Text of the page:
The fact is, 40 years probably isn’t enough time to make that transition. As I discussed last November, we really needed to begin it 40 years ago. We will probably wind up drilling everything anyway because we’ll need the oil to rebuild our infrastructure, having started on the transition so late. But maximizing our production now to satisfy a short-term political need, or to temporarily plug a structural trade and budget deficit, would be stupid and counter-productive and foreshorten our already too-short window for transition.

Our remaining prospects aren’t a fresh full pint of beer, and drilling them is no solution to peak oil. If we were to achieve the energy independence production rate we might feel better for a decade or so, but it would come at the price of decades more of greatly diminished domestic production later on—at the very time when global oil exports are declining fastest and becoming intolerably expensive.

So that’s your real choice, America. You can slug down that last swallow and go home early, or you can linger awhile, sip it slowly, and stick around ’til closing time.

Photo by Chris Nelder

The cost of new oil supply

By Chris Nelder | April 18, 2012, 5:00 AM PDT


Numerous factors affect oil prices, like supply and demand, geopolitical unrest, natural disasters, monetary policy, and speculation, as I detailed in February.

But there is another factor exerting a continuous upward pressure on prices: the substitution of unconventional resources for conventional crude.

When conventional oil hit its production plateau around 72 – 74 million barrels per day at the end of 2004, but demand kept growing, we turned to various unconventional liquid fuels to make up the difference, such as natural gas liquids, biofuels, and most recently, “tight oil” from shales like the Bakken Formation in the U.S.clip_image004

Source: Gail Tverberg, Our Finite World

The above chart, from an excellent new post by Gail Tverberg summarizing new international production data from the EIA, shows our increasing reliance on unconventional liquids. The supply of crude (plus condensates) flattened out, while natural gas plant liquids (NGPLs) grew substantially, and “other liquids” (mostly ethanol) became significant contributors to supply. The “processing gain” wedge really should be ignored, as it simply represents an increase in volume that results from refining heavy crude oil into lighter fuels; it’s not actually additional fuel.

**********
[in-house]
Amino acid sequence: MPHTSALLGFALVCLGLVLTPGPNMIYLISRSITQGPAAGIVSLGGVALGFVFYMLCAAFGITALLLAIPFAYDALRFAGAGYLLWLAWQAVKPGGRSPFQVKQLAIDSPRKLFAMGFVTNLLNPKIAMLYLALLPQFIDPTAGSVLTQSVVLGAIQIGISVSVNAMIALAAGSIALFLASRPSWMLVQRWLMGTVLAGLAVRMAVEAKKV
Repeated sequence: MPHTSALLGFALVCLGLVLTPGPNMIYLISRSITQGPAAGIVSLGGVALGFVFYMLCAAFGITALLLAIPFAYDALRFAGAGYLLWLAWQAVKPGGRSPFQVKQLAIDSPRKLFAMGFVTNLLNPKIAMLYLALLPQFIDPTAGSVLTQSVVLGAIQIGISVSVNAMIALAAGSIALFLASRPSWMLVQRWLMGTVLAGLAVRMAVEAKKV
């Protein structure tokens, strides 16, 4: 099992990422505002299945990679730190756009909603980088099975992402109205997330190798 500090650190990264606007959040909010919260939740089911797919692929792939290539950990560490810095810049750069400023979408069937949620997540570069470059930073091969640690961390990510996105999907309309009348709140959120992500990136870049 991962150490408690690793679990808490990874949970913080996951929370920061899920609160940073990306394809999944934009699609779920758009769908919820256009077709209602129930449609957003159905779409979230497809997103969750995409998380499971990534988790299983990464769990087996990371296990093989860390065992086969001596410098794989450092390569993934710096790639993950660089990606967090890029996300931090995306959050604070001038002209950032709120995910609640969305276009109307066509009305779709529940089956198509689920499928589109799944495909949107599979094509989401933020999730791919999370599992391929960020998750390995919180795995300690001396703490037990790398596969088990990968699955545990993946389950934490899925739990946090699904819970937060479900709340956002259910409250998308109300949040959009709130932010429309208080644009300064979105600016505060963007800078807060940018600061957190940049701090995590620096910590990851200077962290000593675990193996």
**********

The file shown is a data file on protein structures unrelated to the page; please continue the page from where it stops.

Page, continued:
The advent of tight oil in the U.S. has been hailed as the beginning of our incipient energy independence, although I have found no basis for such optimism in the data.  In fact, this is the third or fourth time we have been treated to such cornucopian stories. A few years ago it was biofuels that would save us from peak oil, and before that it was natural gas liquids, deepwater oil, heavy oil, tar sands and coal-to-liquids. One need look back no farther than 2005 to find plenty of pollyannish projections in reports from the EIA and IEA, and in op-eds in the Wall Street Journal. None of those projections panned out.

The argument was that high oil prices would make these previously-uneconomic resources viable, and to a limited extent that has been true. What we didn’t know then, however, was the pain tolerance limit of consumers. In 2008 we found that limit as we approached $120 a barrel for oil and $4 a gallon for gasoline. Prices are once again beginning to kill demand in the U.S., but under a slightly lower ceiling, because the economy isn’t nearly as strong as it was in the first half of 2008. Now the ceiling is closer to $100 a barrel.

The new floor

The new floor for oil prices is being set increasingly by the production cost of these unconventional liquids. A few decades ago, we could produce conventional oil profitably in the U.S. for under $15 a barrel. But those days are long gone for the U.S., and for most of the world (except a few old fields in places like Saudi Arabia). As every major oil company has admitted in the past few years, the age of easy and cheap oil has ended.

As the cheap oil from old mature fields is depleted, and we replace it with expensive new oil from unconventional sources, it forces the overall price of oil up. This is because oil prices are set at the margin, as are the prices of most commodities. The most expensive new barrel essentially sets the price for the lot.

Research by veteran petroleum economist Chris Skrebowski, along with analysts Steven Kopits and Robert Hirsch, details the new costs: $40 – $80 a barrel for a new barrel of production capacity in some OPEC countries; $70 – $90 a barrel for the Canadian tar sands and heavy oil from Venezuela’s Orinoco belt; and $70 – $80 a barrel for deepwater oil. Various sources suggest that a price of at least $80 is needed to sustain U.S. tight oil production.

Those are just the production costs, however. In order to pacify its population during the Arab Spring and pay for significant new infrastructure projects, Saudi Arabia has made enormous financial commitments in the past several years. The kingdom really needs $90 – $100 a barrel now to balance its budget. Other major exporters like Venezuela and Russia have similar budget-driven incentives to keep prices high.